On the positive side, his energy, determination, and enthusiasm make it easy to succeed. On the negative side, they also make it very easy to ignore the challenges in the way of that success. It may even be tempting to ignore the protestations of other people who know better, and ignore the needs of others in the attempt to chase that success.
Sometimes, when I get wrapped up in a project, I do forget things. I might not eat, might not drink enough, might even forget to sleep until the middle of the night. These things aren’t just harmful for me, though — they’re also a sign of neglecting my relationship. If I’m too busy to eat, I’m too busy for meals with my partner. If I’m up too late, he’s up too late because he has trouble sleeping without me.
The Cavalier d’Épée is a warning — ride the tide of optimism, but don’t let it flatten everything else.
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So, I’ve been working on learning a new system of divination — Ogham staves. I used them for this week’s divination, and I’ve been trying to see where else I can incorporate them into my practice.
Many types of wood have their own specific magical and spiritual properties, so choosing a set took me awhile. I also prefer to find tools that are “neutral,” in an energetic sense; I don’t like using wood that’s been cut down, if I can help it. Windfall and reclaimed woods are more my jam.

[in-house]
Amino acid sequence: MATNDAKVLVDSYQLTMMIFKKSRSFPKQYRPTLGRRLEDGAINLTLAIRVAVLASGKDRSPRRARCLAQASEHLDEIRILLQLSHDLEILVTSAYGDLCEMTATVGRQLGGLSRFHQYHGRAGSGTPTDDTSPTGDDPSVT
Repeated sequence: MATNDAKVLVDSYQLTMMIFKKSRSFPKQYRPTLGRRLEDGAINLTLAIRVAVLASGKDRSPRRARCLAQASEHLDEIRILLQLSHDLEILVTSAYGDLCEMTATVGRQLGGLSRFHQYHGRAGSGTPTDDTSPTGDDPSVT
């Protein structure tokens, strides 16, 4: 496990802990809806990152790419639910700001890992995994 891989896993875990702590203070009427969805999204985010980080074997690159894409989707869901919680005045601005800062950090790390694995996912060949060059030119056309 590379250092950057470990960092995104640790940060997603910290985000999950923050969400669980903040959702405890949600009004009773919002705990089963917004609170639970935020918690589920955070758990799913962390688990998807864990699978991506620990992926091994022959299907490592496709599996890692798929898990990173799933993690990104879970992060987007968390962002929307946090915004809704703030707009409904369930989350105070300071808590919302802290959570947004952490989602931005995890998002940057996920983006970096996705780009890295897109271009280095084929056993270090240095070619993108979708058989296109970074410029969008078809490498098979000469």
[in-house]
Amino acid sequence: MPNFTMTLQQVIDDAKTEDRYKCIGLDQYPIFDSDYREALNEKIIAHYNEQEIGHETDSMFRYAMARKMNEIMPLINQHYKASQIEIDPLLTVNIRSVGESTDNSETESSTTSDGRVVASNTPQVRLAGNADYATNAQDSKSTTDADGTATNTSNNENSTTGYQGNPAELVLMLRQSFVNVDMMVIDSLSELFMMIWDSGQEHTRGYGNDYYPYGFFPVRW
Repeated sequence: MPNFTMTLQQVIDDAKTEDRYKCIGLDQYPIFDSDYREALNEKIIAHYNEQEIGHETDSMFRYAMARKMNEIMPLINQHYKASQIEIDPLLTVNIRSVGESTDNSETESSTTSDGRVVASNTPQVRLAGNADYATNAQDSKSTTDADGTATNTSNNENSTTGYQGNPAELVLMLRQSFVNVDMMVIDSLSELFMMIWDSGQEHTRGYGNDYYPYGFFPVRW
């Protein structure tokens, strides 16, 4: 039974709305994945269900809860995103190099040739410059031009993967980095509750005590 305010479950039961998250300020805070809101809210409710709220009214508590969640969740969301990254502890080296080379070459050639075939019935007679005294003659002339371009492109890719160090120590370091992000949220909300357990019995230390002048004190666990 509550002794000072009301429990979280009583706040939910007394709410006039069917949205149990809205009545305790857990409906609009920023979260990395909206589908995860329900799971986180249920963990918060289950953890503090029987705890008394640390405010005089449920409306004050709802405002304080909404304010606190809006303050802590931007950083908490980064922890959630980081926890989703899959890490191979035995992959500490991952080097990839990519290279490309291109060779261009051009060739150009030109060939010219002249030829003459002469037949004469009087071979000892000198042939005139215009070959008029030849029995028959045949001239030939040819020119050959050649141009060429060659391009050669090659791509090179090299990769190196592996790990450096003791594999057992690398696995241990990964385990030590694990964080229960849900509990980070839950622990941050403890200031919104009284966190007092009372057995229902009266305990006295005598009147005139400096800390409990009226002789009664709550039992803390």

I love the size and shape — a lot of the other staves I looked at were thinner and more rounded, which I thought might make it more difficult for me to draw them the way I’d like to. The texture is nice, too, with the velvety-softness of sea-tumbled wood. They’re also a very good weight, neither too light to keep from blowing away outdoors, nor too heavy to carry comfortably in a purse or crane bag.
I keep them in a lovely crocheted pouch by Neeedles. It’s just the right size, and gorgeous colors. The crochet is nice and tight, too, so I’m not worried about the staves stretching holes in the stitches and slipping out. At about $15, it was a very reasonable price for a handmade bag, and the craftspersonship is really, really nice. I’m considering getting more of them for my other supplies, they’d be great for carrying a few stones, vials of herbs, and tealights for mobile ritual-doing.
Now I just have to learn the meanings. Fortunately, I have a lot of opportunity to practice!
ADF-structured rituals have an oracle portion that gives us an opportunity to know how our offerings were received, know which blessings we are receiving in turn, and get messages from the spirits we work with. I’ve always used tarot for this, but I’ve been curious about branching out into journeying, geomancy, and other means of divination.
All of this is to say that, for my reading this week, I didn’t pull a card at all.